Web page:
• Naomi Williams' cousin Anita Heiss addresses the media at the NSW Coroners Court in March 2019. (AAP)Source: AAP
The Wiradjuri woman’s cousin, author Anita Heiss, wants the NSW health system to improve its treatment of Indigenous patients.
Brooke Fryer

1 Aug 2019 - 3:45 PM  UPDATED 1 Aug 2019 - 3:45 PM

A grieving family has not accepted an apology from the operator of the rural NSW hospital which sent home a pregnant Indigenous woman hours before she died from a treatable infection.

Naomi Williams was six months pregnant when she presented at the emergency department of Tumut District Hospital in the early hours of New Year’s Day 2016.

Nurses gave the 27-year-old Wiradjuri woman paracetamol and allowed her to go home after 34 minutes.

Her condition then worsened and 15 hours later she died from a bacterial infection (meningococcal) and blood poisoning (sepsis).

Mother reveals 'heartbreak' at inquest into pregnant daughter’s hospital death
A coroner's court has been told that Wiradjuri woman Naomi Williams was "let down" by Australia's healthcare system.

A coronial inquest released on Monday concluded that the hospital failed to properly assess Ms Williams’ pain, contact the on-call doctor or look at her extensive hospital history.

The Wiradjuri woman had presented to the hospital 18 times in the eight months before her death, had shown similar symptoms previously and had been deemed to be having a high-risk pregnancy.

The hospital operator - Murrumbidgee Local Health District – released a statement on Wednesday apologising to the friends and family of Ms Williams.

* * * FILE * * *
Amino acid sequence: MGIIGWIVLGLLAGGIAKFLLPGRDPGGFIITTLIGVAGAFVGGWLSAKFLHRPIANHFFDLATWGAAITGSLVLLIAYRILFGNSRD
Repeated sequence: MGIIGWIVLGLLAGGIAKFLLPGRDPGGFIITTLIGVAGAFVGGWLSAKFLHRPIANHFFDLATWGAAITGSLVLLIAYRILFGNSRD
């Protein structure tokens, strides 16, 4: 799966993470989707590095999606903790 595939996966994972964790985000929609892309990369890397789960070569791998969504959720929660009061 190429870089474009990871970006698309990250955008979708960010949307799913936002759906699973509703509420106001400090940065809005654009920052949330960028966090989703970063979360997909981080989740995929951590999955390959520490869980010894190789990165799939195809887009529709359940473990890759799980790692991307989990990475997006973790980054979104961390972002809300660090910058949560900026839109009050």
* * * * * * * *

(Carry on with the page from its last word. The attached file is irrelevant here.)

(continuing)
“I am deeply sorry for Ms Williams’ death,” said Jill Ludford, the health district’s CEO.

“The Murrumbidgee Local Health District (MLHD) acknowledges that Ms Williams should have been provided with better treatment throughout her presentations to Tumut District Hospital,” Ms Ludford said in the statement.

“MLHD is carefully considering the coroner’s findings and recommendations.”

Grieving family still searching for answers after young woman’s death
To lose a child is arguably the most painful experience one could ever face in life, and something no parent should have to endure.

One of Ms Williams’ cousins, academic commentator Professor Anita Heiss, said the family did not accept the apology.

“We would of obviously preferred an apology from the health service face-to-face,” she told NITV News. “You need more than words you need action.”

"We don't feel we are in a position to accept an apology until Tumut hospital staff show... that they are taking absolute care of Aboriginal patients, that they are taking our health issues seriously and that they make real and permanent changes to the way they treat Aboriginal patients there."

George Newhouse, principal solicitor of the National Justice Project which represented the Williams family throughout the coronial process, reiterated that position.

"The family would like any apology to include specific reference to what action is being taken to address the criticisms that the coroner made about the unsatisfactory care that Naomi received from Tumut hospital," he said.